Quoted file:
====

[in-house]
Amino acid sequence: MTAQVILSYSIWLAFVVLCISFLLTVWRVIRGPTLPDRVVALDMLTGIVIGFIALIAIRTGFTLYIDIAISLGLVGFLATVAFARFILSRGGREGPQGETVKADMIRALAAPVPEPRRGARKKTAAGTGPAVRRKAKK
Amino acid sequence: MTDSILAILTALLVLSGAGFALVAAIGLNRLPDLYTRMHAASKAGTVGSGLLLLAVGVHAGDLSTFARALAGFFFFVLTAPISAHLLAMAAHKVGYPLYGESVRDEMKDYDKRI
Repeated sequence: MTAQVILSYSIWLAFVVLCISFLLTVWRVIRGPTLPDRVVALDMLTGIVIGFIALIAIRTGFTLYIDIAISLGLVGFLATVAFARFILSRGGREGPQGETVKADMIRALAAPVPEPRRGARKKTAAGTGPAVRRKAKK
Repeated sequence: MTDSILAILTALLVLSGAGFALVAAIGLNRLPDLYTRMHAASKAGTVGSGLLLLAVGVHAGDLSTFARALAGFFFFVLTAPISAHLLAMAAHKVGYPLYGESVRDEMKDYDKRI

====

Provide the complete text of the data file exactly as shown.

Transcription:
[in-house]
Amino acid sequence: MTAQVILSYSIWLAFVVLCISFLLTVWRVIRGPTLPDRVVALDMLTGIVIGFIALIAIRTGFTLYIDIAISLGLVGFLATVAFARFILSRGGREGPQGETVKADMIRALAAPVPEPRRGARKKTAAGTGPAVRRKAKK
Amino acid sequence: MTDSILAILTALLVLSGAGFALVAAIGLNRLPDLYTRMHAASKAGTVGSGLLLLAVGVHAGDLSTFARALAGFFFFVLTAPISAHLLAMAAHKVGYPLYGESVRDEMKDYDKRI
Repeated sequence: MTAQVILSYSIWLAFVVLCISFLLTVWRVIRGPTLPDRVVALDMLTGIVIGFIALIAIRTGFTLYIDIAISLGLVGFLATVAFARFILSRGGREGPQGETVKADMIRALAAPVPEPRRGARKKTAAGTGPAVRRKAKK
Repeated sequence: MTDSILAILTALLVLSGAGFALVAAIGLNRLPDLYTRMHAASKAGTVGSGLLLLAVGVHAGDLSTFARALAGFFFFVLTAPISAHLLAMAAHKVGYPLYGESVRDEMKDYDKRI